I first met Mr Lee Kuan Yew around 1954 or 1955, at his office in Malacca Street. I was a reporter with Sin Pao then and I was trying to get some news. He had formed the People's Action Party (PAP) and was the legal adviser to some of the Chinese school students.
He struck me as a serious politician with strong political convictions, but I was not sure if he was a determined politician.
I made up my mind after observing him for some time, during which I was doing political reporting with Nanyang Siang Pau.
I remember one occasion when he was campaigning during the 1963 General Election and he was pushed by opposition supporters into a drain. But he remained there and continued the argument with the opposition union leaders.
That made me think that he was quite a determined person. He was quite prepared to fight with the very fierce communist cadres and he stood his ground. I began to believe that not only was he a serious politician, but he also had the determination and dedication to achieve his political goal.
I was detained in Operation Cold Store for a few months later that year, as I was one of the founders of the Singapore National Union of Journalists and we were inclined to left-wing views.
After my release from detention, I joined Radio and Television Singapore as a Chinese sub-editor. I was assigned to do reporting a few years later and gradually I was asked to report on Mr Lee.
I found it difficult because my English was still not up to standard and it was not easy covering his speeches. In 1972, I was asked to become Mr Lee's press secretary. I was reluctant because my English was still quite poor.
So I made a helluva effort to improve my English. For one or two years, I read English magazines and journals. I read all of Mr Lee's past speeches. I conversed in English whenever possible and studied quite hard.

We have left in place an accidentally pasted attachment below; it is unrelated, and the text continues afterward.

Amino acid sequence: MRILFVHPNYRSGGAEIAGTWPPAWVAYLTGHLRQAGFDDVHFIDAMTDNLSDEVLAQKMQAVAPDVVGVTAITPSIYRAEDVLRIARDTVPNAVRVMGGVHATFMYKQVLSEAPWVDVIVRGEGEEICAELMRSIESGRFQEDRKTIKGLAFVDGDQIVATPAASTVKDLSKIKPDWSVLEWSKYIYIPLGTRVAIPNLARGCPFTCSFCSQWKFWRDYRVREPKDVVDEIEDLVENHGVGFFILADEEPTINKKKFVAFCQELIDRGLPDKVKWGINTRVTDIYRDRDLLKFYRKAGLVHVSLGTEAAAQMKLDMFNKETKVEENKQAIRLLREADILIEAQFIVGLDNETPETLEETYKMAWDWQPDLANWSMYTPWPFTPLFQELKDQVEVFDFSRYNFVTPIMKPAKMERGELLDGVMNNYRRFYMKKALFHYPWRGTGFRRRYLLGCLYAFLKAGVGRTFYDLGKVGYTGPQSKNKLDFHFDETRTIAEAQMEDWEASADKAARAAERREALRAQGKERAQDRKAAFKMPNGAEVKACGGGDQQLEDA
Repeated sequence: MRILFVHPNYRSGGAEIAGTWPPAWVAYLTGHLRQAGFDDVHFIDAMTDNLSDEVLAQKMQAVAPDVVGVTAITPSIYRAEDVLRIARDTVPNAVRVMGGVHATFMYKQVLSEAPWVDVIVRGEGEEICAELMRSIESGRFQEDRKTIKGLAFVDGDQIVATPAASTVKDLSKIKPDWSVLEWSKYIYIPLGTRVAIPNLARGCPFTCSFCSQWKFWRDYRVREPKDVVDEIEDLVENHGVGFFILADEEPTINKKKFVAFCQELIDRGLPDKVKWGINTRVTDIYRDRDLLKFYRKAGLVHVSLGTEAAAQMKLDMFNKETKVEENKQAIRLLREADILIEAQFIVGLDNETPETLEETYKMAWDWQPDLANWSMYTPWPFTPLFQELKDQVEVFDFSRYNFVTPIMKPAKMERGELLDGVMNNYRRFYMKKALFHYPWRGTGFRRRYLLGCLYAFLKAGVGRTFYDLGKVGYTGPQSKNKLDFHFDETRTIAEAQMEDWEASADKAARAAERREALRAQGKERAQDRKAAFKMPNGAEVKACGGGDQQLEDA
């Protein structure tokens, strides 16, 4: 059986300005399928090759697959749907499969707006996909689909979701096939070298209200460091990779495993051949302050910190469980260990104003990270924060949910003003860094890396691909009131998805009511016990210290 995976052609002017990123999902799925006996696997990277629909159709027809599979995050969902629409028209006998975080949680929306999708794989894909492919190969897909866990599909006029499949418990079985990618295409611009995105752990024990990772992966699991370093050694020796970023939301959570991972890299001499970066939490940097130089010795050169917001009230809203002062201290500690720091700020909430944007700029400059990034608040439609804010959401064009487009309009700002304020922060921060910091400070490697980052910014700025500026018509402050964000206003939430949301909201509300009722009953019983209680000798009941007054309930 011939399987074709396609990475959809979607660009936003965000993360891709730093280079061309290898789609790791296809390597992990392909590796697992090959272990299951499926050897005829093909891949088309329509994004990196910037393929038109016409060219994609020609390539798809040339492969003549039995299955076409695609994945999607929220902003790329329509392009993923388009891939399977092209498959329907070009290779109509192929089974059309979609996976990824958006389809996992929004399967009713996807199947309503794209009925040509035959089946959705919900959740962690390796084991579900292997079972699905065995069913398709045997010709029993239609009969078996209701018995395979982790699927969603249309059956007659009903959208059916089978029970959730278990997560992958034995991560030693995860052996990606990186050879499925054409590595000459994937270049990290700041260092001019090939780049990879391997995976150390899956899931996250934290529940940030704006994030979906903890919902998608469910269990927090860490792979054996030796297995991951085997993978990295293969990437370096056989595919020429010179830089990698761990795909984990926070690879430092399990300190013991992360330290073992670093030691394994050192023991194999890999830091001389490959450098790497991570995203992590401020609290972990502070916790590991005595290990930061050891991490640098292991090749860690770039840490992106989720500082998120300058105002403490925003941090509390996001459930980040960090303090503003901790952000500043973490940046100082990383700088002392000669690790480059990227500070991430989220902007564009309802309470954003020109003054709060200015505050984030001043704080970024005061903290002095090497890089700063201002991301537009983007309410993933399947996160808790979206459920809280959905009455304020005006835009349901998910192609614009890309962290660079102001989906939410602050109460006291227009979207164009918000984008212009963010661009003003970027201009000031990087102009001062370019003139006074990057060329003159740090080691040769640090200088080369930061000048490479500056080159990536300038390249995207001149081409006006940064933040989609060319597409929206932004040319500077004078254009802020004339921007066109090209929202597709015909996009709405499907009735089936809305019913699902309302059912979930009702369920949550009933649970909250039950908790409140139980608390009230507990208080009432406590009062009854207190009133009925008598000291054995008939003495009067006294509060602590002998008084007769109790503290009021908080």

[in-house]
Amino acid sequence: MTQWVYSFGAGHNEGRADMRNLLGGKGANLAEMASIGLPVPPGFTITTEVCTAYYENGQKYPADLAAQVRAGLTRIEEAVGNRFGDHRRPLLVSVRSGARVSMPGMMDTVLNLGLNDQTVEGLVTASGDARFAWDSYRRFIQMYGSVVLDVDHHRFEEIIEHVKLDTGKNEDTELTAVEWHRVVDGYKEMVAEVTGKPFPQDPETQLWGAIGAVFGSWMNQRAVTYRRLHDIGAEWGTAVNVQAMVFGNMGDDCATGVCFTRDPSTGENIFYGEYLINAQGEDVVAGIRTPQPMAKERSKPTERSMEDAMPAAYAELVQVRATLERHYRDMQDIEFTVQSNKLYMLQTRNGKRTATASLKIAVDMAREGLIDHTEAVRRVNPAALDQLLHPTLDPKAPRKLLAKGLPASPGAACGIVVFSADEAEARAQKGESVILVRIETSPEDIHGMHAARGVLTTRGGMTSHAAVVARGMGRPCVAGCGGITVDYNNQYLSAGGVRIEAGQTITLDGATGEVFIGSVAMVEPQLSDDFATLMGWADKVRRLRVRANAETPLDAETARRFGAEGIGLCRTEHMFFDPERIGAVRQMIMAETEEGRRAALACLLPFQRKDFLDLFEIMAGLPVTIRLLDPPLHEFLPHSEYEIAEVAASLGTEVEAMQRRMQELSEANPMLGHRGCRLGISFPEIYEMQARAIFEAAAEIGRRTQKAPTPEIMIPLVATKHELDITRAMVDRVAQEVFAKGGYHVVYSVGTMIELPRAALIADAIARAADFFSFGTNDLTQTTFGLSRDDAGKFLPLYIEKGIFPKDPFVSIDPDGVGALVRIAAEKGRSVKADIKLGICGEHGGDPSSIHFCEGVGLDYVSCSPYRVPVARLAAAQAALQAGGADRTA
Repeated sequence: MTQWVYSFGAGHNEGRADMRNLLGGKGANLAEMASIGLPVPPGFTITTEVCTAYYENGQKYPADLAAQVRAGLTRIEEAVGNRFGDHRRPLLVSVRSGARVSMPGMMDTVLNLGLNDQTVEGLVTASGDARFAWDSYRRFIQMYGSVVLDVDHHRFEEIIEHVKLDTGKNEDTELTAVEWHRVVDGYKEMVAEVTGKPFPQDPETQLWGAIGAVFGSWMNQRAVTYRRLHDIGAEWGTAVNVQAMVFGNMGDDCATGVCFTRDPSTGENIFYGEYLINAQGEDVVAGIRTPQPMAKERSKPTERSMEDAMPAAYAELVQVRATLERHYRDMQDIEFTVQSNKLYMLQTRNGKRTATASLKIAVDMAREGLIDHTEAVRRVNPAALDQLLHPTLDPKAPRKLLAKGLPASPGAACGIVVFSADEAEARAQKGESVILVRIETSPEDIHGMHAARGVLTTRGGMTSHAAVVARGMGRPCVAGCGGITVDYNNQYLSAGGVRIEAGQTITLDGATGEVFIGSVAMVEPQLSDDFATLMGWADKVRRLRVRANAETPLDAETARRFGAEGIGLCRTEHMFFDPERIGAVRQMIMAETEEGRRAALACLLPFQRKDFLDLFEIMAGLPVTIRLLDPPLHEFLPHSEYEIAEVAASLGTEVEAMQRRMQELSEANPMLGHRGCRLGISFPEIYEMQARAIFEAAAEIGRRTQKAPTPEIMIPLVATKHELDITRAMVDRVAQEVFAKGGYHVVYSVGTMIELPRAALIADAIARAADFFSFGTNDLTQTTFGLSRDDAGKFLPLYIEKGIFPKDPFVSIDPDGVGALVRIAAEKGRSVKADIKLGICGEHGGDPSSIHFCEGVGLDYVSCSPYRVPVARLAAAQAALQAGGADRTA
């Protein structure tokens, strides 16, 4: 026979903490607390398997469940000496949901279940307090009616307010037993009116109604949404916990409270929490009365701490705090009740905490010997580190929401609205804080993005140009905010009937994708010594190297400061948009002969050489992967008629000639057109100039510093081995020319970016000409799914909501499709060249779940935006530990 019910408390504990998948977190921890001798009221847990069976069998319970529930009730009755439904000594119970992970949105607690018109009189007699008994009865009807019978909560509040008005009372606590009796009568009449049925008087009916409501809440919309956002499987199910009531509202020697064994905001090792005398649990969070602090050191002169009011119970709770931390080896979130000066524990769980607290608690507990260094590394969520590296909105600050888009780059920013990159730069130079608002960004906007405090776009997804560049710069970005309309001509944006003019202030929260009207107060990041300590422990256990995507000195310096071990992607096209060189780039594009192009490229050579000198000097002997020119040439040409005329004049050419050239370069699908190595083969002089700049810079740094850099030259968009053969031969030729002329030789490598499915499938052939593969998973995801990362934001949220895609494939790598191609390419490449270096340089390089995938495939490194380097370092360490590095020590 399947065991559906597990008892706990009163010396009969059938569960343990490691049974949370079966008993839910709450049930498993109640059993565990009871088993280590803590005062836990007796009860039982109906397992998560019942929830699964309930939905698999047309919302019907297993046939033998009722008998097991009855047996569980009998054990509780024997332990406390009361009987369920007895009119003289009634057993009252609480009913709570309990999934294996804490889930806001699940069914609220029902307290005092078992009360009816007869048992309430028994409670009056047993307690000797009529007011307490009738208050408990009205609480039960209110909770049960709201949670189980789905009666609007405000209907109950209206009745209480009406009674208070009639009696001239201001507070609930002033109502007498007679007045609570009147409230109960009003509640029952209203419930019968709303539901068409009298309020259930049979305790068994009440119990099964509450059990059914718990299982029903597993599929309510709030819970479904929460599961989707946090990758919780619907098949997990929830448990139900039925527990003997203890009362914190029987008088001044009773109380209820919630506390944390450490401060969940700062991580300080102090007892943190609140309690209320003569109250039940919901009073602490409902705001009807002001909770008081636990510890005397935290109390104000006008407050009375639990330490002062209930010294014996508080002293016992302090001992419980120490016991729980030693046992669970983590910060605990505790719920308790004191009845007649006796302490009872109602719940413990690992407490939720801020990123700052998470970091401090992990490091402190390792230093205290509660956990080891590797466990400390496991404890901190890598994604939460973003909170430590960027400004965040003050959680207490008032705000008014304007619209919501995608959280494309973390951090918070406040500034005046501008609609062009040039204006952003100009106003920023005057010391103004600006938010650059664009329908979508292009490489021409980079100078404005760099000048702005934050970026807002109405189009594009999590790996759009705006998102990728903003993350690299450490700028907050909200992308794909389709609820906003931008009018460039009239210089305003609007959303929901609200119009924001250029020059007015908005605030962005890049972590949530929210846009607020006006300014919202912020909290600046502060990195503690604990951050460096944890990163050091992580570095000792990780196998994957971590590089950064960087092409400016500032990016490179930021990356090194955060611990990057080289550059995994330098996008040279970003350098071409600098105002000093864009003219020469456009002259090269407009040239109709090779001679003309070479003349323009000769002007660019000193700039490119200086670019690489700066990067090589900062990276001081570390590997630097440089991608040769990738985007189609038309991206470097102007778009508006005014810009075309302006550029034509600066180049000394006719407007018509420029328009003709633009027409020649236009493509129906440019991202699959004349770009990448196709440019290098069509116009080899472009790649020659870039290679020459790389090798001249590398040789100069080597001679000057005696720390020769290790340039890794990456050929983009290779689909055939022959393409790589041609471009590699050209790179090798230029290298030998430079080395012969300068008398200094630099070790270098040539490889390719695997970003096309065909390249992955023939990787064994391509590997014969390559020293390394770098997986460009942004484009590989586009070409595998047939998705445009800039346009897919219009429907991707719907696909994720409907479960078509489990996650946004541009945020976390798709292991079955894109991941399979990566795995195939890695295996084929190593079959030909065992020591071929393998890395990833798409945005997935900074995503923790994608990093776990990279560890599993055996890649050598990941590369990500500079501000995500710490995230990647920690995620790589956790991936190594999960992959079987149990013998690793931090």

He was a very good instructor too. He corrected my English and adjusted my writing structure. That helped me to avoid repeating the same mistakes and improved my written English.
His writing is quite super and his speeches were all written by him, you know. We only supplied whatever material he needed. He could take a few days to a week - or even more - on important speeches because he needed to consult others.
As a boss, he did not accept any reasons for you not being able to achieve what he had in mind.
He did not have a time limit - from six o'clock in the morning to midnight, there may be something from him.
During the wedding of one of my daughters, he called and said he wanted me to discuss something with the press. I said, well, actually I'm at this function. He said, no, no, you can still do it.
Fortunately, I had invited a few senior journalists from all the newspapers, so I discussed the matter with them then and there.
That is the thing you were expected to do. You could not say: "I can't." He did not believe in that.
He would think that everything could be done, you just had to think about how to do it. That was his attitude.
It was not easy to work for Mr Lee. You had to have some tolerance and endurance and you had to work very, very hard.
When I was his press secretary, I went to play golf in Jurong one May Day. Suddenly, a police car came to the course and I had to cancel my game.
There were no mobile phones at the time, so they had contacted my house and were told: "James went to play golf." So they went to the golf course to get me. After that, I said, no more golf.
Generally, his assignments were quite difficult.
For example, the merger of the two Chinese newspapers in 1983. That was his idea as he thought their circulation was going down and they might not survive.
That was a very difficult task for me as a former Chinese newspaper journalist, having to face the old directors of the Chinese newspapers. But that was his idea and I had to take time to implement it. I had to talk to the directors repeatedly and get their agreement. That was very difficult.
But Mr Lee has been quite kind to me and helped me a lot. Even after I retired, when I had a kidney operation, he wrote to me to express his concern.